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My Review of Shaft, by Ernest Tidyman

10 Nov

November 10, 2018

Shaft is a deep book. Oh, not in the sense that it touches on deep issues and ponders difficult sociopolitical questions, but in the sense that it puts you in Shaft’s head and he thinks deep thoughts about everything.

Every freakin’ thing.

Reading this book I wonder if Shaft has ever had a happy day in his life. The book can be a ponderous read at times because Shaft ponders everything. Nothing is just surface, everything is fodder for Shaft’s dark and dolorous musings. There’s a dark cloud behind every beam of sunlight in Shaft’s world. There are bad intents behind every person Shaft sees in the street, and in every glance Shaft sees the bad behind the good. To be fair, Shaft comes by that worldview honestly, and it serves him well in his job, but even when the case is wrapped and Shaft is playing a board game with a child, he’s deep in brooding. And what is he brooding about? How the child beat him in the game, and Shaft will get better and beat him next time, then have to let the kid win after that because, after all, he’s an adult playing a kid in a kid’s game. Even downtime with a young child brings out the rain clouds.

Does Shaft ever smile?

Despite all that, I liked the book. It feels like a slice of the seventies and this is a book that could only have been written in that era. On the other hand, it deals extensively in stereotypes. Every black person is a militant or a drug dealer. Every Italian is connected to the Mafia. Every white girl wants to sleep with a black man and every white man is afraid of the black man. I would stop short of saying there is anything truly racist about this book, but I can see the arguments. However, Shaft does have some clearly anti-Semitic thoughts about the Jews, making the title of the next book, Shaft Among The Jews, more intriguing.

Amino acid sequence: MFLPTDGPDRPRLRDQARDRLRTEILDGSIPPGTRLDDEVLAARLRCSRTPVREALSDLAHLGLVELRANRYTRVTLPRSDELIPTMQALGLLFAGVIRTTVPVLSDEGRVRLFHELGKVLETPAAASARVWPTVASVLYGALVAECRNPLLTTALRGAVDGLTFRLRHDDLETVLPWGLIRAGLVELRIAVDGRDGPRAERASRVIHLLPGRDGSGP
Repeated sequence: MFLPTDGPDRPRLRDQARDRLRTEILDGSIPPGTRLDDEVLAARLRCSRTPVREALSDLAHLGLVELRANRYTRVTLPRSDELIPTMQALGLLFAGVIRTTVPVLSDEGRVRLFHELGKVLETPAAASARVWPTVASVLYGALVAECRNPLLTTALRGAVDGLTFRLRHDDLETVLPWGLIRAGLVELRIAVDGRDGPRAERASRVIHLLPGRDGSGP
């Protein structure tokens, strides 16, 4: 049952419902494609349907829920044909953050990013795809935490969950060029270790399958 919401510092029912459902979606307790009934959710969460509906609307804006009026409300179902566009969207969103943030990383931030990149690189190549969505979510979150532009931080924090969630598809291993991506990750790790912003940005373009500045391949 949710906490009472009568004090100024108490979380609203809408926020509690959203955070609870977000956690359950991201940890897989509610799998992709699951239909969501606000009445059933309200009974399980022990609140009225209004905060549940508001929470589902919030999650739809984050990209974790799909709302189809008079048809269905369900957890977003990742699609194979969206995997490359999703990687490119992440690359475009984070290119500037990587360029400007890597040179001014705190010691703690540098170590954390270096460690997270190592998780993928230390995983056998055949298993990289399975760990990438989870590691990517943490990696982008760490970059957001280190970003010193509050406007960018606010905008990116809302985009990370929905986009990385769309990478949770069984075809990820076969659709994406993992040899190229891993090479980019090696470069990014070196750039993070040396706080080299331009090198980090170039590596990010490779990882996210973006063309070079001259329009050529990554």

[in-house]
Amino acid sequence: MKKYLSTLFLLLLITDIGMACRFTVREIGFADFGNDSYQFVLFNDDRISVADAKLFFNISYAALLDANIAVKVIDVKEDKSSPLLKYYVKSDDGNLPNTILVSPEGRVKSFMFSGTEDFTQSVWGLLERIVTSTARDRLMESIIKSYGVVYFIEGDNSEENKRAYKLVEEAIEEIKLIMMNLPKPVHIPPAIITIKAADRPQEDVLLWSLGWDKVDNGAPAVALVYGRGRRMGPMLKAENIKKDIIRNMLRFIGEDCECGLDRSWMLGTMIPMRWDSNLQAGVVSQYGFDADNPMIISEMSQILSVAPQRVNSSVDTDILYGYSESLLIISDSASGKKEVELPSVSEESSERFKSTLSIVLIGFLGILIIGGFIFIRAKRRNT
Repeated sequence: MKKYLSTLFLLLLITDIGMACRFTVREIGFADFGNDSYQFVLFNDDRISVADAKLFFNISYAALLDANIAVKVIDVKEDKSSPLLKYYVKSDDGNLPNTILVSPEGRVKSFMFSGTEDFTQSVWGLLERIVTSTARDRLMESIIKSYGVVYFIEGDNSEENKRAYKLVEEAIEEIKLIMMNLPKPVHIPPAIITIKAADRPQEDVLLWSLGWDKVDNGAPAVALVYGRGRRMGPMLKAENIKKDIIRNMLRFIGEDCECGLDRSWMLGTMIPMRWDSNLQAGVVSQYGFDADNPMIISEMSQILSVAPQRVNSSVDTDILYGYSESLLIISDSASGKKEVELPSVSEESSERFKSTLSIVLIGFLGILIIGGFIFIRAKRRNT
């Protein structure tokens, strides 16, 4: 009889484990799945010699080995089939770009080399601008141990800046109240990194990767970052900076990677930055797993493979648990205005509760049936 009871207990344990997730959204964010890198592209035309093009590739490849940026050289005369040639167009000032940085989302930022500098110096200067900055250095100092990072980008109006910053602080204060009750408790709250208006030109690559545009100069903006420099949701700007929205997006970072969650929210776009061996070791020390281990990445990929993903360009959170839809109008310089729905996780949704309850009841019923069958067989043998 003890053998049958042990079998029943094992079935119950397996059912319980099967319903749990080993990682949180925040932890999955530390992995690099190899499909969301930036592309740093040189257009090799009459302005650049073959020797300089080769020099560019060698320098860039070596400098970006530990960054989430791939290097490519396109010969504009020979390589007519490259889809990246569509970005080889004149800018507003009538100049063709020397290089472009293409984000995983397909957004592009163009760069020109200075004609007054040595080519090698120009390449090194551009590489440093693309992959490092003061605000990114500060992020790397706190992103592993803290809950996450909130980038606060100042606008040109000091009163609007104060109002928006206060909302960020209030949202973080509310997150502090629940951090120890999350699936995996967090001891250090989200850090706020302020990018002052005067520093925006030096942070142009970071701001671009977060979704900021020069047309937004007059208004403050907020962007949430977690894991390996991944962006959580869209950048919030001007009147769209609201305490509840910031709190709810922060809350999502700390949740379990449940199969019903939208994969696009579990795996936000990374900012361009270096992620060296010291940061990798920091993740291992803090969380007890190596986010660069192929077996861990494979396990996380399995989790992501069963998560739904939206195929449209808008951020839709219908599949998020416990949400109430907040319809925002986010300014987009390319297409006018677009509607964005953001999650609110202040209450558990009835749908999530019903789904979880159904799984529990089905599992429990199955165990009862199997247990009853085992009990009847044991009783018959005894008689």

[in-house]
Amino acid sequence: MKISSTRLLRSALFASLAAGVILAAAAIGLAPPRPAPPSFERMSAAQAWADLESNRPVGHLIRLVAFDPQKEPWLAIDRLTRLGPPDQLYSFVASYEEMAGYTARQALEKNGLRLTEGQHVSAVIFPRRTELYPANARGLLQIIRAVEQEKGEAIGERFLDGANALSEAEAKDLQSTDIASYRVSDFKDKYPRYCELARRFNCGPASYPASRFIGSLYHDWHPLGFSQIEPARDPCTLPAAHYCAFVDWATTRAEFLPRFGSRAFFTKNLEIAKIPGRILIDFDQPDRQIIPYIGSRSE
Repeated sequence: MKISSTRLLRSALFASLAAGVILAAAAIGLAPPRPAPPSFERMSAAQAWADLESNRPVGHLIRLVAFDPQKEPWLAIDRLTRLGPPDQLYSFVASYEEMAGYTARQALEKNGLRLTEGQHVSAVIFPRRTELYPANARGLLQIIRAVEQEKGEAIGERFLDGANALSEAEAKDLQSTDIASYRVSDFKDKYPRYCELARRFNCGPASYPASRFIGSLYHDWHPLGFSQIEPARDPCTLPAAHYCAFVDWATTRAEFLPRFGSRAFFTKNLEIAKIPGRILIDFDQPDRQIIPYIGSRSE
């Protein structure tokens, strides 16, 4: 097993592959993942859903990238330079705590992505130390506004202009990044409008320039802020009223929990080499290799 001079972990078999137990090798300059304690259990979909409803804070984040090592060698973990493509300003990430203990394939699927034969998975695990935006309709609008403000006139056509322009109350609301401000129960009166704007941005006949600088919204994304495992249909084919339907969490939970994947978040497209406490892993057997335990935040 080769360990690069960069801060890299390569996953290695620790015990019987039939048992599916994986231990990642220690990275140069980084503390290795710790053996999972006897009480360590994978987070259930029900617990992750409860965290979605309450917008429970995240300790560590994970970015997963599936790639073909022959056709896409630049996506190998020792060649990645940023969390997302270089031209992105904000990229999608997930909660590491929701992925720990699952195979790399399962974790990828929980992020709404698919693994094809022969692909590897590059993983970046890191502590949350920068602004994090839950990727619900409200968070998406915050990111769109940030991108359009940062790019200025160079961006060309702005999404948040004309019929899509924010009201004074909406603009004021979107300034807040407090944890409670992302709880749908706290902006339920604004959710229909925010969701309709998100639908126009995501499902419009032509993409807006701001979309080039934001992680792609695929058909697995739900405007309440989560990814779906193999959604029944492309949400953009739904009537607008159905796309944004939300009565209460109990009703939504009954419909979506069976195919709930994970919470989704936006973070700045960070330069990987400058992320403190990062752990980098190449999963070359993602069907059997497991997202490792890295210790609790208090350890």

I read the book because I always like reading the source material behind classic films, and the movie Shaft is an undisputed classic. The big question is, of course, is the book better than the movie? I have to say no. I enjoyed the movie much more. Even if I was listening to Isaac Hayes’ soundtrack as I read the book I couldn’t help but feel like Shaft is not a character I’m in a hurry to revisit, at least in literary form.

 

 

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Picture Postcard: Professor Apple Dog

3 Nov

November 3, 2018

Remember kids! Professor Apple Dog says, “an apple a day will keep the veterinarian away.” We here at Mr. Blog’s Tepid Ride hear that goes for doctors as well.

 

I saw this life-sized (life-sized if the dog were a man, that is) sculpture in an office building lobby in lower Manhattan. There was no explanation and no artist credited. I think it speaks for itself. It’s an anthropomorphic dog holding a giant apple. Simple!

And if you like talking animals, check out our own Pierre D. Duck over on Facebook.

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